If it is possible to reduce/minimize outdoor usage during the winter months of Dec/Jan/Feb, this is the simplest means to minimize sewer fees throughout the year.  As mentioned above, if this is not possible, but there are three different consecutive months of the year when a customer can regularly use far less water (other than the winter months), you can petition Pima County to evaluate sewer fees using these other consecutive months that have a lower usage.  Targeted reduction, if possible, is the least costly way to lower your sewer fees apart from dual metering.  To reduce/minimize usage, this will likely involve making landscaping and other outdoor changes.  For some examples, this could mean only having summer grass (and letting it go dormant in winter without water) or removing grass altogether in favor of xeriscape, using more native low-water plants, more efficient and/or drip irrigation, using a pool cover to prevent evaporation, using a graywater/water harvesting system to offset the need for irrigation water, and other water reduction techniques.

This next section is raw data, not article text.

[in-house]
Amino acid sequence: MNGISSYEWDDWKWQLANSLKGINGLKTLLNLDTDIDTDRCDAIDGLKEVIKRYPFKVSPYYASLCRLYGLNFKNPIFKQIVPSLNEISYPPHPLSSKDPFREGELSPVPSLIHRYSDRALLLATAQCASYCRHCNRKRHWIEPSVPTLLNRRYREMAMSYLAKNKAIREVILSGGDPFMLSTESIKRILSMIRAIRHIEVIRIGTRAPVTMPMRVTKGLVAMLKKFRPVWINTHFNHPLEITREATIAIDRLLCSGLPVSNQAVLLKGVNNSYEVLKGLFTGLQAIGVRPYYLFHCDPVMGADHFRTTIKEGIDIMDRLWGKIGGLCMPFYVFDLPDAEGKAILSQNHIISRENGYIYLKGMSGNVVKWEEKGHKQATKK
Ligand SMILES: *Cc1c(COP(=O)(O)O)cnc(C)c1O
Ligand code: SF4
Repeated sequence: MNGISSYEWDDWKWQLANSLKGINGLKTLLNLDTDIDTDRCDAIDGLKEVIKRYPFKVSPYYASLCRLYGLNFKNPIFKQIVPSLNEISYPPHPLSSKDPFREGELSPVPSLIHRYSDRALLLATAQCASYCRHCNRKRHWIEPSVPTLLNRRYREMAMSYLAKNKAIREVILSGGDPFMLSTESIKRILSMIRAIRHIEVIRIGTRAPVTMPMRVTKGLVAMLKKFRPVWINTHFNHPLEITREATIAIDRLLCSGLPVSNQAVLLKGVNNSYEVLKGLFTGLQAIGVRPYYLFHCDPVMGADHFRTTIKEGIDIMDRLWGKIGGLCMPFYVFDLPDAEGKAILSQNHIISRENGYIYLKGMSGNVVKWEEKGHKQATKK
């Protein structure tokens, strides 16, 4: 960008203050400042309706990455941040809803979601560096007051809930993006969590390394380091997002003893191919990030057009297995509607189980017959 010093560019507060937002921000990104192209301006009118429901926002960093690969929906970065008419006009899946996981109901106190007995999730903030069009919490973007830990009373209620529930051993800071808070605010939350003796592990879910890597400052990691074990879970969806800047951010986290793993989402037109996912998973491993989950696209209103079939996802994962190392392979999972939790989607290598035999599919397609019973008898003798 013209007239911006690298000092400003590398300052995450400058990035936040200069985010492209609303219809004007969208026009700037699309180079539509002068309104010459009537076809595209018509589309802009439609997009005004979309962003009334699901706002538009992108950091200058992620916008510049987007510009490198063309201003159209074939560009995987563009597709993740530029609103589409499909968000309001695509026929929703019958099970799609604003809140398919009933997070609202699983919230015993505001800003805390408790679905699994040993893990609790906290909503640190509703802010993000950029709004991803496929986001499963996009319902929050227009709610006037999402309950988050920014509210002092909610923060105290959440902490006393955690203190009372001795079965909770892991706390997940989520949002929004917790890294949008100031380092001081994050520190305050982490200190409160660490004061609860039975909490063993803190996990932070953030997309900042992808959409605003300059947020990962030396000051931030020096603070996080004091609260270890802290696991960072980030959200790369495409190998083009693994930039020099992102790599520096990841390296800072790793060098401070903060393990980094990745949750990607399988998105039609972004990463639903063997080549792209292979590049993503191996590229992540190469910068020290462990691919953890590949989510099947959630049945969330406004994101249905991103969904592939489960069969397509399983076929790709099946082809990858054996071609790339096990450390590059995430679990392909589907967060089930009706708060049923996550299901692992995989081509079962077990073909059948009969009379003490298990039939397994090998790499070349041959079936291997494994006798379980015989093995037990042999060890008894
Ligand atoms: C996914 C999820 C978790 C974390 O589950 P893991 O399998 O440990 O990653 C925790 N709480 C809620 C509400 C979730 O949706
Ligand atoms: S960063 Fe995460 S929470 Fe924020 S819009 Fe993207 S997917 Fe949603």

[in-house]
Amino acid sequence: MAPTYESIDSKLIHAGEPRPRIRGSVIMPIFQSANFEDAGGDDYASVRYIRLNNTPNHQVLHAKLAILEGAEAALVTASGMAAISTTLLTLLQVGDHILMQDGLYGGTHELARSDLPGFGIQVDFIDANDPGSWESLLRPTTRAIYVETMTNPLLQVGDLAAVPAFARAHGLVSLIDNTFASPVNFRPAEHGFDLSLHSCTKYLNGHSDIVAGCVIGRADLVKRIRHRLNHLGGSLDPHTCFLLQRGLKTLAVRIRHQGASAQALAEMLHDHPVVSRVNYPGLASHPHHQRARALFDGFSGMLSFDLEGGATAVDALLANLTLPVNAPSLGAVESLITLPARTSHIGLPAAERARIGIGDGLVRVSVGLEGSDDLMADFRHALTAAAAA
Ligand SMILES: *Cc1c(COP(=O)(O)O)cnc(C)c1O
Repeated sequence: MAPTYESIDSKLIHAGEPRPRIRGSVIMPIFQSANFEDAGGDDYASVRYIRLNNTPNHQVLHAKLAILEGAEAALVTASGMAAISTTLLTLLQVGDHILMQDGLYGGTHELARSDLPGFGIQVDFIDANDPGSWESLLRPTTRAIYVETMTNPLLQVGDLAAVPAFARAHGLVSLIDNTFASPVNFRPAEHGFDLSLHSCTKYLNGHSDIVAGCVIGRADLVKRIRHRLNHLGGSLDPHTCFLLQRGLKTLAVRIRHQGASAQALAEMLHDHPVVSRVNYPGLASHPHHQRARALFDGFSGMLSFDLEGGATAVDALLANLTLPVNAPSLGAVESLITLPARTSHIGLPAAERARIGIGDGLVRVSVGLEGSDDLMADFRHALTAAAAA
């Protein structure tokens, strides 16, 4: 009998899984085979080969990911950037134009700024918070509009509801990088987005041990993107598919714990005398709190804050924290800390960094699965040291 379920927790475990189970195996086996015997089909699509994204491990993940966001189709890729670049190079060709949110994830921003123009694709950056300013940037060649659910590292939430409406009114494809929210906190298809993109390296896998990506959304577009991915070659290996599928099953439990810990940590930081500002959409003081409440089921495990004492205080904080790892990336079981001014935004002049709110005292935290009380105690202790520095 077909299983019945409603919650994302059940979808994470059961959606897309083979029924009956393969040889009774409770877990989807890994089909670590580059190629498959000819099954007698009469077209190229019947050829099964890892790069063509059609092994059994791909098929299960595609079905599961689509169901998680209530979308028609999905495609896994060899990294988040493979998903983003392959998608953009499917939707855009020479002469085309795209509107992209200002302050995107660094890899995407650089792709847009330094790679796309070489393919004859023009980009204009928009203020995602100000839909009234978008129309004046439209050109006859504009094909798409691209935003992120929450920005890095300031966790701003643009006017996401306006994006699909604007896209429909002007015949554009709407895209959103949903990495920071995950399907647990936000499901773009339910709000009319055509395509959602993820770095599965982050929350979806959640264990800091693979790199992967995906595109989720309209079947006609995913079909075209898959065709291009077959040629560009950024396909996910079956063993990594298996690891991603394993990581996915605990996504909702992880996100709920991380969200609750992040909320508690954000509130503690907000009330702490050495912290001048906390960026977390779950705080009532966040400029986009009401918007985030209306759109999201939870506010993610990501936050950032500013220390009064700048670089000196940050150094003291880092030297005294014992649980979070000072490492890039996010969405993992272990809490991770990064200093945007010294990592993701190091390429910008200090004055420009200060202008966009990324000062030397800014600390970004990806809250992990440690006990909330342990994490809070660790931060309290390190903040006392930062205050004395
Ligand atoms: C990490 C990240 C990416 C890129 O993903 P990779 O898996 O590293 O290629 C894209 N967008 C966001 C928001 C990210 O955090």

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For all inquiries or assistance related to the above, please contact our general
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  • 6265 N. La Cañada, Tucson, Arizona 85704